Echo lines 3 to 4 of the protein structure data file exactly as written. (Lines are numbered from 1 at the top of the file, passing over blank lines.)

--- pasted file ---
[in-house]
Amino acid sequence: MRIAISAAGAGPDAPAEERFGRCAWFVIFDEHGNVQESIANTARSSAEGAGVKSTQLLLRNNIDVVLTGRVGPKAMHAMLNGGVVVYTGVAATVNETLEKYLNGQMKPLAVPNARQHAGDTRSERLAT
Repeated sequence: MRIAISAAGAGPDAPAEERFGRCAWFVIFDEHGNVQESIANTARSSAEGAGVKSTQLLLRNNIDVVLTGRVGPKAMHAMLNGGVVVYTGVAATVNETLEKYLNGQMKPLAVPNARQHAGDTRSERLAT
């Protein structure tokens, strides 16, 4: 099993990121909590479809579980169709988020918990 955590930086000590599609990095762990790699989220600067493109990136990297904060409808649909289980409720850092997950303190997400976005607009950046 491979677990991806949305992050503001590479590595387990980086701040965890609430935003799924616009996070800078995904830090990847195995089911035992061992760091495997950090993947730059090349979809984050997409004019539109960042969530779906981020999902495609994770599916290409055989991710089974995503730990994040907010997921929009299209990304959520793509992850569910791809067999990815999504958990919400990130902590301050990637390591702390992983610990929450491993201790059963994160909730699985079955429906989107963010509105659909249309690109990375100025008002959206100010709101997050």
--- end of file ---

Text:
Repeated sequence: MRIAISAAGAGPDAPAEERFGRCAWFVIFDEHGNVQESIANTARSSAEGAGVKSTQLLLRNNIDVVLTGRVGPKAMHAMLNGGVVVYTGVAATVNETLEKYLNGQMKPLAVPNARQHAGDTRSERLAT
């Protein structure tokens, strides 16, 4: 099993990121909590479809579980169709988020918990 955590930086000590599609990095762990790699989220600067493109990136990297904060409808649909289980409720850092997950303190997400976005607009950046 491979677990991806949305992050503001590479590595387990980086701040965890609430935003799924616009996070800078995904830090990847195995089911035992061992760091495997950090993947730059090349979809984050997409004019539109960042969530779906981020999902495609994770599916290409055989991710089974995503730990994040907010997921929009299209990304959520793509992850569910791809067999990815999504958990919400990130902590301050990637390591702390992983610990929450491993201790059963994160909730699985079955429906989107963010509105659909249309690109990375100025008002959206100010709101997050």